> > * * void foobar(const MyStruct* const (*PtrAry)[10])
> > * * {
> > * * * * // PtrAry[0][0] = <address of another MyStruct object>;
> > * * * * // PtrAry[0][0]->Value = <some value>;
> > * * }

>
> > Compiler can catch both lines (if uncommented) but generate an error
> > in main (cannot convert parameter 1 from 'MyStruct *[10][10]' to
> > 'const MyStruct *const (*)[10]')

>
> > Is it possible to declare foobar() such that PtrAry points to an
> > arrays of pointer to non-modifiable object.

>
> No. 4.4 Qualification conversions details the const/volatile
> conversions. These conversions are supported on multi level
> pointers but not in arrays. So there is no conversion from an
> array of MyStruct* to an array of const MyStruct*, or vice
> versa. Why it works with 1D arrays is because the top level
> array declaration in a function parameter is interpreted as a
> pointer, there the qualification conversions are supported.


Okay, I just read this after I send the last reply to Victor. I guess
it cannot be done if using multidimensional array.

Thanks.


 
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Victor Bazarov
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      02-19-2010
RSL wrote:
> On Feb 18, 1:32 pm, Victor Bazarov <(E-Mail Removed)> wrote:
>> I am still trying to grok what problem you're trying to solve.

>
> Thanks for the explanation.
>
> Forget about the one-dimensional example, I think I've messed up. Let
> me start over again...
>
> What I want to know is as follow:
>
> Given the codes:
> struct MyStruct
> {
> int Value;
> };
>
> int main()
> {
> MyStruct* AryPtr[10][10];
> foo(AryPtr);
> }
>
> and the following properties for foo():
> - It will not modify AryPtr[n][m].
> - It will not modify AryPtr[n][m]->Value.
>
> How should foo() be declared for the compiler to enforce the
> properties?
>
> In other word, if I accidentally write these in foo(), ('AryPtr' is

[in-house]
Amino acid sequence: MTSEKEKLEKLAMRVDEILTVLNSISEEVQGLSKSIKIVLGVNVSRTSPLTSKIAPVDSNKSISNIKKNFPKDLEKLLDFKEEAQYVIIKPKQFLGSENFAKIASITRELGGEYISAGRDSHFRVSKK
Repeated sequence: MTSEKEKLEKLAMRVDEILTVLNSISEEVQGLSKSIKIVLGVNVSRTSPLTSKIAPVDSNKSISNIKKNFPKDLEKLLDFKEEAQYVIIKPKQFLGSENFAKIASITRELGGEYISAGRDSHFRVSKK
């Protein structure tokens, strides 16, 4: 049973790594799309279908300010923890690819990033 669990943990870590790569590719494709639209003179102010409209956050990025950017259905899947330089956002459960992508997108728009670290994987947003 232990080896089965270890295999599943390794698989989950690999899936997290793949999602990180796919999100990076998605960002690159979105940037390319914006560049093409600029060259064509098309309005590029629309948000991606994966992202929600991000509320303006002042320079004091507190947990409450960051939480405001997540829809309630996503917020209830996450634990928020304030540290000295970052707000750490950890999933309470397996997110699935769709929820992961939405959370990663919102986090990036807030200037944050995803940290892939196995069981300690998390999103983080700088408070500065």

> the formal argument in foo()):
> AryPtr[0][0] = <something>;
> AryPtr[0][0]->Value = <some value>;
>
> I want the compiler to catch and report errors.
>


So, the array has to be of const values and each value has to be a
pointer to a const object. And you want to be able to use your
two-dimensional array of pointers to non-const objects in that function.

I see. Hmm... I don't think it's possible. It seems that you want
something like

struct A { int i; };
A ga;

void foo(A const* const myarr[][10])
// 'myarr' is a pointer to an array of 10 const pointers to const A
{
myarr[5][5] = &ga; // gives an error
myarr[5][5]->i = 42; // gives an error
}

int main()
{
A *pAarr[10][10];
foo(pAarr);
}

But those deeply-seated 'const' qualifiers confuse the conversion
mechanism, and do not allow this conversion to happen.

V
--
Please remove capital 'A's when replying by e-mail
I do not respond to top-posted replies, please don't ask
 
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RSL
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      02-19-2010
On Feb 18, 8:14*pm, Victor Bazarov <(E-Mail Removed)> wrote:
>
> So, the array has to be of const values and each value has to be a
> pointer to a const object. *And you want to be able to use your
> two-dimensional array of pointers to non-const objects in that function.
>
> I see. *Hmm... *I don't think it's possible. *It seems that you want
> something like
>
> * * struct A { int i; };
> * * A ga;
>
> * * void foo(A const* const myarr[][10])
> // 'myarr' is a pointer to an array of 10 const pointers to const A
> * * {
> * * * * myarr[5][5] = &ga; // gives an error
> * * * * myarr[5][5]->i = 42; // gives an error
> * * }
>
> * * int main()
> * * {
> * * * * A *pAarr[10][10];
> * * * * foo(pAarr);
> * * }
>
> But those deeply-seated 'const' qualifiers confuse the conversion
> mechanism, and do not allow this conversion to happen.


Yes, after reading through all the reply and the Standard, I reckon it
cannot be done this way.

Thanks for all who helps.

 
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RSL
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      02-19-2010
On Feb 18, 8:14*pm, Victor Bazarov <(E-Mail Removed)> wrote:
>
> So, the array has to be of const values and each value has to be a
> pointer to a const object. *And you want to be able to use your
> two-dimensional array of pointers to non-const objects in that function.
>
> I see. *Hmm... *I don't think it's possible. *It seems that you want
> something like
>
> * * struct A { int i; };
> * * A ga;
>
> * * void foo(A const* const myarr[][10])
> // 'myarr' is a pointer to an array of 10 const pointers to const A
> * * {
> * * * * myarr[5][5] = &ga; // gives an error
> * * * * myarr[5][5]->i = 42; // gives an error
> * * }
>
> * * int main()
> * * {
> * * * * A *pAarr[10][10];
> * * * * foo(pAarr);
> * * }
>
> But those deeply-seated 'const' qualifiers confuse the conversion
> mechanism, and do not allow this conversion to happen.


Yes, after reading through all the reply and the Standard, I reckon it
cannot be done this way.

Thanks for all who helps.